With the recent guidelines from the Reserve Bank of India on pricing, the potential is extremely large; the recent listing of a well-known MFI (micro finance institution) will give you a sense of how much investors believe in this sector.

Perhaps there is still a need to evolve a published framework that increases the number of players involved. That will bring in innovation.

Click NEXT to read on . . . 


Image: Promoters explaining branchless banking with Eko to villagers in Khera Dabar at an RBI function.

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How much has the company invested so far?

We have invested over Rs 10 crore (Rs 100 million) so far including grant funding from Consultative Group to Assist the Poor (CGAP) and Gates Foundation.

What kind of positive changes have come about after you connected people with banking services?

We have come across several heartening changes - particularly in cases where the customer has acquired a bank account for the first time through Eko.

We have many instances of customers saving small sums of money -- as little as Rs 10-20 at the end of a day.

We have customers who have set goals and save towards meeting these targets -- ranging from medium-term goals of buying a motorcycle to long term goals of getting their children married.

We have customers in Delhi where a factory owner who is an account holder remits monies to the relatives of his employees to an account holder in Bihar.

We have customers opening a bank account in their names and allowing their children to save their pocket money on a weekly basis. All of these are very encouraging for us.

Click NEXT to read on . . . 


Image: A customer asks a CSP in South Delhi for clarifications from the leaflet.

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What kind of challenges do you face now?

The scaling up of operations and organisation building would be our major challenges going forward after we secure funding.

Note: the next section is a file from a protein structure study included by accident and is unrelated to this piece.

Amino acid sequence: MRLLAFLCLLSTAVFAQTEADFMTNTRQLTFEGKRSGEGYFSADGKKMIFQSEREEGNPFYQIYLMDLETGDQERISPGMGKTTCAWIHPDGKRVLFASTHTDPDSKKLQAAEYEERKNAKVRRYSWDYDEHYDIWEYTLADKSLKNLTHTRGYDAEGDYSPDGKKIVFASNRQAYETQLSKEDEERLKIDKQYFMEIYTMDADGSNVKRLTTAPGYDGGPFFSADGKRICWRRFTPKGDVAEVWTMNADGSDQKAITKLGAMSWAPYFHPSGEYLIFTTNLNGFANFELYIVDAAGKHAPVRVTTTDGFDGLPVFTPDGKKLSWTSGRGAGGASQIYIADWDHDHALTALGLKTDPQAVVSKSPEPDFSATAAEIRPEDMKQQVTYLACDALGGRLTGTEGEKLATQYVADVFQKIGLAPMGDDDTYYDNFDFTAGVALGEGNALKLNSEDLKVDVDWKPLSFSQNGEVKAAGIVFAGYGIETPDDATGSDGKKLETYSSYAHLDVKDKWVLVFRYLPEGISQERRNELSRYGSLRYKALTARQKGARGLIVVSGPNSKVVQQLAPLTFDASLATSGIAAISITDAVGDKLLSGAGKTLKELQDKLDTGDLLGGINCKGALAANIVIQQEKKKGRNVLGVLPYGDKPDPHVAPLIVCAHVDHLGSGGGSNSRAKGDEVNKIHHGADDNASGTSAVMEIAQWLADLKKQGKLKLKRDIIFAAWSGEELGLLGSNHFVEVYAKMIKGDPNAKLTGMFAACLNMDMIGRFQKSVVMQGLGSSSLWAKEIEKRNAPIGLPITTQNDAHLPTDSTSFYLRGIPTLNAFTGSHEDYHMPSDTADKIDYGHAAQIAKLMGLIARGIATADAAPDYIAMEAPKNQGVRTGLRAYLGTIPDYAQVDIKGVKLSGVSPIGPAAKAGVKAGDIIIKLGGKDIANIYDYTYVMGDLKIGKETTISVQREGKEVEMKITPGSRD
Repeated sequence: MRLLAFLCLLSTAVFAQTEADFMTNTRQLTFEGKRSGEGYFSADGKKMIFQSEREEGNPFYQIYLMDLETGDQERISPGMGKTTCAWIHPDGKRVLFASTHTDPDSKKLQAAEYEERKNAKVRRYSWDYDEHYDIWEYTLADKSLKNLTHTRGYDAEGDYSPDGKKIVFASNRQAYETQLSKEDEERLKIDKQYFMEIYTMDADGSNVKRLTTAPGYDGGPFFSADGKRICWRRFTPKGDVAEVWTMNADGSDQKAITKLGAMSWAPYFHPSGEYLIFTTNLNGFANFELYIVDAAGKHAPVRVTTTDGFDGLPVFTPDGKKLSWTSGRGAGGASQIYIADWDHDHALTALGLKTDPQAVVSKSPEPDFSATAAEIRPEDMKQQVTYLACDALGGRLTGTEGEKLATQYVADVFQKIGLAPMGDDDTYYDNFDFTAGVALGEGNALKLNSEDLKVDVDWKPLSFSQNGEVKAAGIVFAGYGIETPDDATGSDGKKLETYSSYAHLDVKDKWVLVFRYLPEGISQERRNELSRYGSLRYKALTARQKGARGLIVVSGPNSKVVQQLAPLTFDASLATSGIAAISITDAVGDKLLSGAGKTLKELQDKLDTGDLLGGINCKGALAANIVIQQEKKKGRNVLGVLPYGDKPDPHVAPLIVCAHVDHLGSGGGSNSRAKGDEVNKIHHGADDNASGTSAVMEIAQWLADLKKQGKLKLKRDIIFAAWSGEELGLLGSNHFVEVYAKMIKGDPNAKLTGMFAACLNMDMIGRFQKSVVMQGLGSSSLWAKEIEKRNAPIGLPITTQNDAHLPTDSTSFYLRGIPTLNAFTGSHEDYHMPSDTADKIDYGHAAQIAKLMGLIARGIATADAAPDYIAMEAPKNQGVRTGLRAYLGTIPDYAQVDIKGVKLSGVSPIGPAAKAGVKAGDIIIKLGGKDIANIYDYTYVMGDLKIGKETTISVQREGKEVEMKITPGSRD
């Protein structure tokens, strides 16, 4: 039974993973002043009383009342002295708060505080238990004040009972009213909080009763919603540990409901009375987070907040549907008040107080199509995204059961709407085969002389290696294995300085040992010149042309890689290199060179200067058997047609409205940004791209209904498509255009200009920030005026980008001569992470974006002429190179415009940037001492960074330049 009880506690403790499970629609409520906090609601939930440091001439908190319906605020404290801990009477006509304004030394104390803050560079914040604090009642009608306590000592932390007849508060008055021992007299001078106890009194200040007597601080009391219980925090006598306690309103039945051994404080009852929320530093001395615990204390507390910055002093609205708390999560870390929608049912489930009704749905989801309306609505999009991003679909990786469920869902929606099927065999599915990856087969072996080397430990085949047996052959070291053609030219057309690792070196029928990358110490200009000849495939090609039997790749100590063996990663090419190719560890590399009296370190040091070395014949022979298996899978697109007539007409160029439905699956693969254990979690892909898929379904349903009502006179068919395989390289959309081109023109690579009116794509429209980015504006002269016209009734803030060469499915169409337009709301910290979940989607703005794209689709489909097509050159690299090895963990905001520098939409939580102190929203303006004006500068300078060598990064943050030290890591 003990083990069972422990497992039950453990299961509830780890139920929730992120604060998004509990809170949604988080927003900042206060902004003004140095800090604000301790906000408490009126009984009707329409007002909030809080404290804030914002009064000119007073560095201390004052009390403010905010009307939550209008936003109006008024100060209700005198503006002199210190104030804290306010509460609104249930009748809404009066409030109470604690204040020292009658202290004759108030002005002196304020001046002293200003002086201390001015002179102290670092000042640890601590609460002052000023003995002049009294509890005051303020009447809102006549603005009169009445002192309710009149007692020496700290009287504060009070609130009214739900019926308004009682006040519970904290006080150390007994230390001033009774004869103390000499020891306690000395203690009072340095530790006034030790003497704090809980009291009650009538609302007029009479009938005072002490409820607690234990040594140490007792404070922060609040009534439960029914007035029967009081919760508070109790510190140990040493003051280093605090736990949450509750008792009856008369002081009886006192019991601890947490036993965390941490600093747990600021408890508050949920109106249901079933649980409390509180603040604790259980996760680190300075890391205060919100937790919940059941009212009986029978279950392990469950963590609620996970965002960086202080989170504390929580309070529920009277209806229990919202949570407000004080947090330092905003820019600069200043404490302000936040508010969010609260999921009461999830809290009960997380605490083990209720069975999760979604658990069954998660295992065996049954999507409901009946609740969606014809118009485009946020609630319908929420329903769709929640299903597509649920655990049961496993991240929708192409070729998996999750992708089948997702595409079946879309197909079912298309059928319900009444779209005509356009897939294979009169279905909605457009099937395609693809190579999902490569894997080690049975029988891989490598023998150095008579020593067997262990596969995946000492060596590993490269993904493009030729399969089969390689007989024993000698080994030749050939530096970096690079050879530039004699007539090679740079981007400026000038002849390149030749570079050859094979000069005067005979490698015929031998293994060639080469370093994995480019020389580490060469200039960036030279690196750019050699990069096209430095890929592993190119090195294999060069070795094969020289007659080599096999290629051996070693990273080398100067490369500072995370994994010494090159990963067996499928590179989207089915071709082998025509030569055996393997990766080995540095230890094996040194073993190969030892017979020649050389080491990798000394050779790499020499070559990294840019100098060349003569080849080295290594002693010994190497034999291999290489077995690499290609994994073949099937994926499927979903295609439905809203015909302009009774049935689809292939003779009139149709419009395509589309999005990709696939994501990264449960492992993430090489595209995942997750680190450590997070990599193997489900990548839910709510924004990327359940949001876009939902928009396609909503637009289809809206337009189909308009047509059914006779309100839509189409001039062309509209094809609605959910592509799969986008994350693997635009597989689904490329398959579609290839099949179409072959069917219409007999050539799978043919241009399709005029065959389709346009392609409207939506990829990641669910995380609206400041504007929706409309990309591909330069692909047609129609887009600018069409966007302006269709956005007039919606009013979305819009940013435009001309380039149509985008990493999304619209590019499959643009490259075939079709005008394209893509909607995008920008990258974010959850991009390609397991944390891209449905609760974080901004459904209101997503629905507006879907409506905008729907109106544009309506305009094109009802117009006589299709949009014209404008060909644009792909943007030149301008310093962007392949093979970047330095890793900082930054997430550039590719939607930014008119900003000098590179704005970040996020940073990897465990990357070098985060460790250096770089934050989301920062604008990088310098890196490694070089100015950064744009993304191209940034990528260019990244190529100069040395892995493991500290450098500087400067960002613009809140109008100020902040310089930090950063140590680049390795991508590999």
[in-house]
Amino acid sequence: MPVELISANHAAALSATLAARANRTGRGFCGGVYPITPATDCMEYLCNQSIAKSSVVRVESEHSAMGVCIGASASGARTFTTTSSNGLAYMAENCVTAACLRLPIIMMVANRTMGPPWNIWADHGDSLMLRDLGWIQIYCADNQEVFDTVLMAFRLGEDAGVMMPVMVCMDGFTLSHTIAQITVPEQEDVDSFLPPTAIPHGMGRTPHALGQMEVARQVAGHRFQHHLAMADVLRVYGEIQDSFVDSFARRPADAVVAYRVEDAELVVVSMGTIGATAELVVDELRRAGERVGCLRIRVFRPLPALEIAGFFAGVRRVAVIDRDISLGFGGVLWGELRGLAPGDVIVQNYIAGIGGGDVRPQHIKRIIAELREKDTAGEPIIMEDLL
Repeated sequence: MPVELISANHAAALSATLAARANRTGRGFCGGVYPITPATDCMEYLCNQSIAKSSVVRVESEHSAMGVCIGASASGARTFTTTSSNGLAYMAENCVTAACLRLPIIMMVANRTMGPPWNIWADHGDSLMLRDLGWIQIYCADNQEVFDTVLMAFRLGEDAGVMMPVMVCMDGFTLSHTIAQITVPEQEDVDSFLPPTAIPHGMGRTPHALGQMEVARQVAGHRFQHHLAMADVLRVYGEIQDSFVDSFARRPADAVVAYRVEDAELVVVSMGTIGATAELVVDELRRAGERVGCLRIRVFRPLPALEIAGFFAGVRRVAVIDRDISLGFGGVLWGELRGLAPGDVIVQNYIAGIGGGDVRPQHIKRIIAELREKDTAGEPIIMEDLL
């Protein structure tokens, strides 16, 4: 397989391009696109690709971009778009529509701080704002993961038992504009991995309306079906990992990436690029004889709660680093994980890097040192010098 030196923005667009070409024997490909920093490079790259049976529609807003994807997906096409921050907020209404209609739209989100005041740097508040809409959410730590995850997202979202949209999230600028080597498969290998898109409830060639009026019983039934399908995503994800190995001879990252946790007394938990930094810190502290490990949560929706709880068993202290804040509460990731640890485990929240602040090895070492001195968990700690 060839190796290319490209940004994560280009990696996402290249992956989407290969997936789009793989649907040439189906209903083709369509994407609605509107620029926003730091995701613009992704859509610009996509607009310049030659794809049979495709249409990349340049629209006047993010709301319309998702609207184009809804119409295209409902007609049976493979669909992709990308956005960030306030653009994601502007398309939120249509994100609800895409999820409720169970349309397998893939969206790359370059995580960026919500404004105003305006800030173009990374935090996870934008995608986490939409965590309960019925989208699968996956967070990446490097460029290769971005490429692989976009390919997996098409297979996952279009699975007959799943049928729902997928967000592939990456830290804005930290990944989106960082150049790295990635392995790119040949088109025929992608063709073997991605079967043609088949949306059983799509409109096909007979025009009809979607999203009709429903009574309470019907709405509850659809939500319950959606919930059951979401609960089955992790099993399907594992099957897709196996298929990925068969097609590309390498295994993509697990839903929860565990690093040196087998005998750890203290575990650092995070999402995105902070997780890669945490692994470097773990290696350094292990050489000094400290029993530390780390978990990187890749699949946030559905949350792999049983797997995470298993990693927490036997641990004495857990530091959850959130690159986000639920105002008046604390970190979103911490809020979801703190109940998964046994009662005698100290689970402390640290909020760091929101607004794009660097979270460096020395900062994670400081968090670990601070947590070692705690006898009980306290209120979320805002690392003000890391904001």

Is this a profitable business? How have the revenues grown? Have you started making profits?

This is certainly a profitable business. The RBI has recently recognised the need for sustainability and even allowed for-profit companies to become banking correspondents.

Revenues are certainly looking up and, in some products, the growth is extremely encouraging. We still have a while before we will make profits, but we are confident that we will get there.

Click NEXT to read on . . . 


Image: A rural customer examines a poster of Eko.

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What's your target in terms extending banking services to villages?

In the next one year the target will be to directly have a presence in all the villages with a population of 6,000 or more in Bihar.

In the second phase -- for villages with population less than 6,000 -- clusters will be formed and customer service points will be created for servicing customers in each cluster. In NCR/ Delhi region all villages will be covered with CSPs.

What are the most important things that entrepreneurs must have to succeed?

Unwavering faith in their idea.

Dogged persistence to not give up.

Family and friends who will support you financially, as well as emotionally!

Click NEXT to read on . . . 


Image: Actors trained by Eko start a "nukkad natak" in Bihar to educate rural customers about SBI-EKO.

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What can be done to create more innovators, entrepreneurs so that India can be an innovation powerhouse?

There is a need for more awareness. I must acknowledge the efforts by National Entrepreneurship Network to bring this awareness in college students that entrepreneurship is a good alternate career option with potentially good returns.

The government must create policy frameworks for organisations similar to Y Combinator/Tech Stars/founder institutes to be formed in India for nurturing young entrepreneurs.

What are your company's future plans?

In the short-term (6 months), we are focussed on expanding services in Delhi-Bihar. We will examine expansion plans in other locations in due course based on business imperatives.


Image: Shop signage play a crucial role in reinforcing trust at neighborhood stores.